Even without “Family Guy,” Adult Swim is still popular, probably thanks to “Rick and Morty.” 

Boomerang still… exists, even if it feels like it’s been forgotten by WB Discovery. (Given Warner’s current austerity-minded slashing-and-burning, that might be a good thing.) Looking over Boomerang’s current lineup, it’s almost entirely just “Tom and Jerry,” “Looney Tunes,” and “Scooby-Doo,” plus a few former Cartoon Network shows (“Ben 10”).

FXX

FXX’s schedule now mainly consists of the Fox animation lineup, from “King of the Hill” to “Family Guy” to recent episodes of “The Simpsons.” FXX also has the advantage of airing said shows 24 hours, save for a few infomercials and movies. All of that might have helped FXX narrowly beat Adult Swim in ratings.

Conclusion

Dipper from "Gravity Falls"
Dipper from “Gravity Falls.” (Disney)

While I tried to mention any positive aspects, the fact remains that cable channel ratings are still in a decline. I also don’t see any major turnaround happening in the foreseeable future. Kids and teens are more likely to turn to streaming services these days for their fill of cartoons. Cord cutting among adults means they’re also increasingly likely to turn to Netflix or Hulu.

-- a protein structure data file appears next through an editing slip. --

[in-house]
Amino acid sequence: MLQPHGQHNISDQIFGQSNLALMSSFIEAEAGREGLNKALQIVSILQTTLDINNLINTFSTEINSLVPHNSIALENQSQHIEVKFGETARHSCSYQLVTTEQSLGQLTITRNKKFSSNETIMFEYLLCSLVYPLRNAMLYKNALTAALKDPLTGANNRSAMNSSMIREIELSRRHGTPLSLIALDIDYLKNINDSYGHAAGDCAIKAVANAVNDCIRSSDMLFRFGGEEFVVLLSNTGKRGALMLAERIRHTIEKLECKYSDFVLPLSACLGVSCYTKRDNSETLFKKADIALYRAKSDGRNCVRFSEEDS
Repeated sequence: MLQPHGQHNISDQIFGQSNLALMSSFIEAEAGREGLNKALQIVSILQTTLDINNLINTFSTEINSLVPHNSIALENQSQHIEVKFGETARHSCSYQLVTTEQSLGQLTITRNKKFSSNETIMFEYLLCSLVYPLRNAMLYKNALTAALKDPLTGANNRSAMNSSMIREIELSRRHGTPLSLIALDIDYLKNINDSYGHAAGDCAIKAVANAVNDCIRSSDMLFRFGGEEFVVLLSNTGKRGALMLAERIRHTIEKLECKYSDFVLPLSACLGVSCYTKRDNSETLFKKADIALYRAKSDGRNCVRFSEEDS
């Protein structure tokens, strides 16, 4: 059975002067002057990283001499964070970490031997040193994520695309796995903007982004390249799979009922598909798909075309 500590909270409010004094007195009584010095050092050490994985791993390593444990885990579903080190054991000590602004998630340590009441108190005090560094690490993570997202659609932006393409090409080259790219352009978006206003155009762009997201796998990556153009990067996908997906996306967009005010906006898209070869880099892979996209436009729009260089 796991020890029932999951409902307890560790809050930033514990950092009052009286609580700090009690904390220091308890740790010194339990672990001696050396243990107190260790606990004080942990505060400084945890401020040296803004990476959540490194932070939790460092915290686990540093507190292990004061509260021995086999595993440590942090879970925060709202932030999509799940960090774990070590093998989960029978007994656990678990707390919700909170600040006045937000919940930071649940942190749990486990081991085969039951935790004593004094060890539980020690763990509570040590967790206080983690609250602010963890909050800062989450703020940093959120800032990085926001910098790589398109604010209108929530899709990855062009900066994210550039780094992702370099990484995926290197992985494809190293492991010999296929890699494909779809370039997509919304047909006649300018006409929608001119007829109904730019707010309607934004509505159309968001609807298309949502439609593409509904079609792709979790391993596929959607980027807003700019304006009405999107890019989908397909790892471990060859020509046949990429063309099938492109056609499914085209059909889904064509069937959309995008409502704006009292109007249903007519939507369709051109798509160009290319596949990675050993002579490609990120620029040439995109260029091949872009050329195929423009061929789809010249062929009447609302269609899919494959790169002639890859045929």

At this point, the only reasons left to have a traditional cable subscription are for: live sports (and similar live events); cable news; and local over-the-air TV channels (if a TV antenna or streaming aren’t options). Even streaming cable replacement services like Hulu Live or YouTube TV are likely better deals than the cable box route.

It’d be cheaper to get these channels’ respective streaming counterparts than pay for cable. The cheapest ad-based tiers of HBO Max ($10), Paramount+ ($5), and the Disney+/Hulu bundle ($10) come to $25. (The ad-free tiers come to $45.) They also cover nearly all of the programming on Nick, Cartoon Network/Adult Swim, and Disney Channel, from “Doc McStuffins” to “Rick and Morty.”

365: 04/20/2009.jpg” by uberculture is licensed under CC BY 2.0. (Flickr / cropped from original)

Anthony Dean

Anthony Dean is the owner of Diverse Tech Geek and Diverse Media Notes.